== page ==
Larger publishers and distributors are often unwilling to take a chance on what they consider "niche." Yet consumers want specialization and more advanced content rather than lowest common denominator material. What's a creative professional to do? Using the example of knit publishing and its evolving presence in the e-book market, as well as best practices for designers and creatives relating to publishing, we'll explore ways to increase creators' revenue and buck the established publishing system.
Jo and Blair on Facts of Life; Cagney & Lacey; Marlene Dietrich and any woman she shared the screen with. Before lesbians were allowed to be part of mainstream pop culture, gay women lived for subtext. As visibility increases, queer women dominate blogs, forums and social media sites like Twitter and Tumblr, “shipping” or “slashing” these fictional female couples (and the actresses who play them). The result is a whole new kind of relationship between online content and users. AfterEllen.com editor Trish Bendix and video remixer Elisa Kreisinger will discuss how cultivating these female-heavy fandoms though editorial and video has encouraged a consistent demand for new content for this active and ever growing niche audience.
Self-publishing's moment has arrived. Authors both famous and obscure are releasing their own ebooks,cutting out the middleman, bypassing the gatekeepers of a notoriously hard-to-break-into industry, and sometimes making huge profits. But it's midlist authors, established but not bestselling, who stand to benefit the most from the self-publishing boom. This panel, comprised of already-published authors who are either trying to or intending to self-publish, will examine the benefits, pitfalls, and potential of self-publishing, and will point the way toward a new self-reliant digital future for book writers.
The future is in Snackable Content, but is that a good or bad thing, and how can it be linked to existing paradigms of content distribution and goals? The Snackable Content panel will cover aspects of the changes that have occurred with regards to the proliferation of mobile, social, and aggregation of content on the web. Making content into bite-sized, beautiful and (ideally) meaningful pieces makes it more likely to be shared, but what should be considered in terms of design, discovery, conversion and community? This panel will consider these ideas from multiple perspectives including social design, web trends, community, and advertising/marketing; along with some purely observational and theoretical perspectives on social networks and sharing. Listen and ask questions to thought leaders from the arenas of new media publishing, design, marketing, local community, international brands; and hear from deep thinkers about the web and network interactions in general.
Despite its reputation as a kitten video landfill, the Internet has been responsible for more reading than most high schools. Every day of the week, Cracked.com publishes at least one 2,000 – 3,000 word article, most of which are read by over a million people.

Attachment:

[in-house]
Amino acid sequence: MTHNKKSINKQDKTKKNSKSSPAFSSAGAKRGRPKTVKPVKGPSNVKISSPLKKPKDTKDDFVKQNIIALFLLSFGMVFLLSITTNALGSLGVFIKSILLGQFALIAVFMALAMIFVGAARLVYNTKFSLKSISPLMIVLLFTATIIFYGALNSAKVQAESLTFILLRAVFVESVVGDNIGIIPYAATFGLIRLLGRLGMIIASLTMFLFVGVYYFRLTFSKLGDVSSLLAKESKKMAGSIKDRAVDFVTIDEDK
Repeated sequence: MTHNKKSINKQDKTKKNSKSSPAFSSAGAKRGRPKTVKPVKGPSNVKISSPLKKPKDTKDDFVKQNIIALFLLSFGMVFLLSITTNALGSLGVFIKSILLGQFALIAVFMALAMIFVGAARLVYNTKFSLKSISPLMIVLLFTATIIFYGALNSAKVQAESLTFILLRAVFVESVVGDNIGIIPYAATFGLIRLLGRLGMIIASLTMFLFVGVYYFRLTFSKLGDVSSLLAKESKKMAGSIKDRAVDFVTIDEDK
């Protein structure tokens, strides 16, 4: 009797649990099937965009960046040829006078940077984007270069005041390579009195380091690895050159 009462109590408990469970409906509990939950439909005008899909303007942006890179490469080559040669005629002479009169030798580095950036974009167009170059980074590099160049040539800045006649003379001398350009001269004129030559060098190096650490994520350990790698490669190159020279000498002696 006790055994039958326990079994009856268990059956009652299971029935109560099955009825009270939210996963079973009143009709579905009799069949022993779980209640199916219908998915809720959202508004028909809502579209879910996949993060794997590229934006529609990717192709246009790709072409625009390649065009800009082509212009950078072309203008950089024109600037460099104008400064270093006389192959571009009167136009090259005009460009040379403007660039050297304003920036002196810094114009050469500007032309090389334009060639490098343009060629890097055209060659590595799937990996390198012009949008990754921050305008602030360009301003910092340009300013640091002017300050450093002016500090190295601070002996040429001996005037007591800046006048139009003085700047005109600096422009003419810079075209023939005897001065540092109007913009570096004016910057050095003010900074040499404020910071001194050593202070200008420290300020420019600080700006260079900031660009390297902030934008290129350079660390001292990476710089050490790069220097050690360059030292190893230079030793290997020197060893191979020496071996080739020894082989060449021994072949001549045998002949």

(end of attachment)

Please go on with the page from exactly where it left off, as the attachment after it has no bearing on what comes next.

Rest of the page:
The tradition of written humor was in a rough spot before the web. There was National Lampoon in the 70s that acted as a feeder / launching pad for SNL and a bunch of movies, but the magazine was mostly dead by the mid-80s. There was Spy in the 80s. But by the time the 90s rolled around, all you had was lad mags like Maxim and Mad Magazine. If you didn’t live in a big city that carried the Onion, were too ashamed to have a magazine with a half naked reality TV star on your coffee table (Maxim) or were 12 (Mad), you didn’t have a place to read humor. It’s an important art form with a long history all the way back to Swift.
Whether the online audience knows it or not, when they’re goofing off at work reading Cracked, The Onion and McSweeney’s, they’re partaking in one of the oldest, and most important forms of art and social commentary.
Consumers are increasingly looking for dynamic, personalized content and services that will help them engage and exchange with others, and share common experiences while on the go. Such applications are the mobile holy grail of modern times and premium brands are rushing to deliver them, although with limited success. What does it take to deliver such services? What is the role of the content curator? And how can you serve consumers who sometimes just don’t know what they want? Melbourne-based Lonely Planet CEO Matt Goldberg and BBC Worldwide Digital Director Daniel Heaf of London will use the platform to address these questions, examine the technologies and consumer behaviour that are changing the way content providers think, influencing their investment decisions and share their experiences of working with this dilemma across BBC Worldwide’s portfolio of premium passion brands – among them Lonely Planet, Doctor Who and Top Gear.
9th–13th March 2012